Why Pregnant Women are Tested for Hepatitis B
How Hepatitis B Spreads
Hepatitis B is a liver disease that can be mild, lasting a few weeks, or it can be chronic, resulting in a lifelong, contagious, and serious illness where the hepatitis B virus (HBV) remains in a person's body. This can potentially lead to a number of liver diseases, liver cancer, and even premature death.
Hepatitis B is spread when HBV-infected body fluids such as blood and semen enter the body of an uninfected individual. One can be exposed to the virus without knowing it due to the fact that most people with chronic HBV infection have no symptoms - they don't look or feel sick. However, they can still spread the disease to others.
Some of the ways by which hepatitis B is spread include:
- Sex with an infected partner
- Sharing needles, syringes, or other drug-injection equipment
- Childbirth (infected mother spreads the virus to her baby)
- Contact with open sores or blood of an infected person
- Sharing personal toiletries with an infected person (i.e. toothbrush or razor)
Pregnant Women and Hepatitis B Testing
The best way to prevent hepatitis B is by getting the hepatitis B vaccine, which is typically administered as a 3-dose series over a 6-month period. Among the groups of people who should definitely get vaccinated against hepatitis B include:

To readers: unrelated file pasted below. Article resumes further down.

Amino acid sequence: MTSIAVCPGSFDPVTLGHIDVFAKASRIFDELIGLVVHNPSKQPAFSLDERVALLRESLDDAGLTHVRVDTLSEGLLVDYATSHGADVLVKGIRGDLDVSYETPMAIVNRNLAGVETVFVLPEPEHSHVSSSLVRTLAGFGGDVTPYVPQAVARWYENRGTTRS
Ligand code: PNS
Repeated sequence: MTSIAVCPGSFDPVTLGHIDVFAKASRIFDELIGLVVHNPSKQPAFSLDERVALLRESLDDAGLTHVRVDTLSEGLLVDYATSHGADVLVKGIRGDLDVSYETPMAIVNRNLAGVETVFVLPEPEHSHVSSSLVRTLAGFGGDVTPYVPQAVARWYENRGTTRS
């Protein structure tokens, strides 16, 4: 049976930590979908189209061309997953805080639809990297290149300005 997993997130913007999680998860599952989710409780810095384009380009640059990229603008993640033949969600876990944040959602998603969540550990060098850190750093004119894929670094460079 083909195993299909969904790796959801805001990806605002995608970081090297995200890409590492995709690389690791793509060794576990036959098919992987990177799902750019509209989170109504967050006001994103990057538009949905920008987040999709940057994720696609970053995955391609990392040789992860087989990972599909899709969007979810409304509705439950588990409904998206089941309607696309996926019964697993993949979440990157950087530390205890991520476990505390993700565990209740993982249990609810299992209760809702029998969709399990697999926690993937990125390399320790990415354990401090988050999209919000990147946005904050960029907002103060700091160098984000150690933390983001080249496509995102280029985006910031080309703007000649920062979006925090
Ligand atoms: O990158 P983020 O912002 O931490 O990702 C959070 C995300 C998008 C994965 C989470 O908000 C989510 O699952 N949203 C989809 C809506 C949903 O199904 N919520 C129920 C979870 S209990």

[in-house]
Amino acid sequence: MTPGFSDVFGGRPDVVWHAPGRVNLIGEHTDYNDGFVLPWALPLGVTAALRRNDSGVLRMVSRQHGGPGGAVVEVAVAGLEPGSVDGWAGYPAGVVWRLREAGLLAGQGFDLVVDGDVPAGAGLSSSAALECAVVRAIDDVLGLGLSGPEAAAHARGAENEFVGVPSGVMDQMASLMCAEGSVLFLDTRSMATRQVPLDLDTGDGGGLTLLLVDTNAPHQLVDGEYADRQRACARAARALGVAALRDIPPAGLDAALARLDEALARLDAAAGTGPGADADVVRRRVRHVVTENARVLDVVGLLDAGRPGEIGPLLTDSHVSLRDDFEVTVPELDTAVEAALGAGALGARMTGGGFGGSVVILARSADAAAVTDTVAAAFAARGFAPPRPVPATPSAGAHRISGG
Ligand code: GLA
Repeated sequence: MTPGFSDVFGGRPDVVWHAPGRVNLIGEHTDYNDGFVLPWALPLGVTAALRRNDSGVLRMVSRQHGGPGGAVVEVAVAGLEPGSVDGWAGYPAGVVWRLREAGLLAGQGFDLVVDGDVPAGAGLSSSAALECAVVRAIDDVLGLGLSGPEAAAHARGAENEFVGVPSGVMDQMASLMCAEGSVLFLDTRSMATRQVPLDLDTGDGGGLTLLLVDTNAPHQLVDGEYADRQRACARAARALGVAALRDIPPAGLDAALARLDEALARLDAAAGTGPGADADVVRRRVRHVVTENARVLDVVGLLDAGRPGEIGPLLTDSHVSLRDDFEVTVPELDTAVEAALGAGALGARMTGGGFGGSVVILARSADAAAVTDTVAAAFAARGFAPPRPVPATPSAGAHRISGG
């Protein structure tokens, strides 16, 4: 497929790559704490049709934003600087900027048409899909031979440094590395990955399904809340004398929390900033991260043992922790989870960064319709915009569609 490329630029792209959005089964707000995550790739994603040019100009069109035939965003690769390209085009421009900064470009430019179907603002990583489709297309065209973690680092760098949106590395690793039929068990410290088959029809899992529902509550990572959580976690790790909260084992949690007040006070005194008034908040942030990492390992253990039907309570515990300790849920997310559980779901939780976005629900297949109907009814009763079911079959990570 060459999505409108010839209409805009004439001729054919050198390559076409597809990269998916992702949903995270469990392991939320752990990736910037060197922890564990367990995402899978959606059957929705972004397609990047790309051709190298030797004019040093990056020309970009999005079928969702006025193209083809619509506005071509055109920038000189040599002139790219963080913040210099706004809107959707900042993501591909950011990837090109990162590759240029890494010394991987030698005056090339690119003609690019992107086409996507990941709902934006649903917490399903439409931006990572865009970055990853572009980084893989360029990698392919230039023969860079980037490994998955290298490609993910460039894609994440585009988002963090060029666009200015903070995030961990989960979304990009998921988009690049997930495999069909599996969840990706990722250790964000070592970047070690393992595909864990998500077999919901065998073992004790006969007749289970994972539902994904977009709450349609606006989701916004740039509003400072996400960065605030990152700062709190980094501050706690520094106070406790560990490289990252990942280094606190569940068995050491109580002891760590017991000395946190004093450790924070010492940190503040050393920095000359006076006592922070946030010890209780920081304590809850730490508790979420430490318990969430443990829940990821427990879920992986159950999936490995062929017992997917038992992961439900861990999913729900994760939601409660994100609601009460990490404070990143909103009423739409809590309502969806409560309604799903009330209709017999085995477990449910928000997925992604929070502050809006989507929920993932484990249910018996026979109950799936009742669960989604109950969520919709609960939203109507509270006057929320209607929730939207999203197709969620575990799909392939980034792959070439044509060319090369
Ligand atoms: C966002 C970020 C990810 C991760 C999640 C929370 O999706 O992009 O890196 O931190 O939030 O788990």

- All infants, starting from birth
- All pregnant women
A pregnant woman who has hepatitis B can pass the infection to her baby during childbirth. Babies born to women with HBV infection have a high risk (90%) of developing chronic infection, which can lead to lifelong health problems.
Therefore, the Centers for Disease Control (CDC) recommend that all pregnant women be tested for hepatitis B as part of their prenatal care. Being tested for HBV infection is particularly important for women who fall into high-risk groups such as women who live with an HBV-infected individual, health-care workers, and women who live in or work with ethnic communities where hepatitis B is common.
Pregnant Women and Hepatitis B Vaccination
If a pregnant woman tests positive for hepatitis B, her doctor can arrange to have the proper medications available in the delivery room to prevent her baby from being infected. In such cases the newborn infant should immediately (within the first 12 hours after birth) be administered the following two shots:
- One dose of Hepatitis B Immune Globulin (HBIG)
- One does of hepatitis B vaccine
At one month and at six months of age babies should receive their second and third doses of the hepatitis B vaccine.
In summary, the good news is that even if a pregnant woman is infected with hepatitis B, in most cases the chances of a mother spreading hepatitis B to her child can be prevented with proper testing and vaccination for both mother and baby.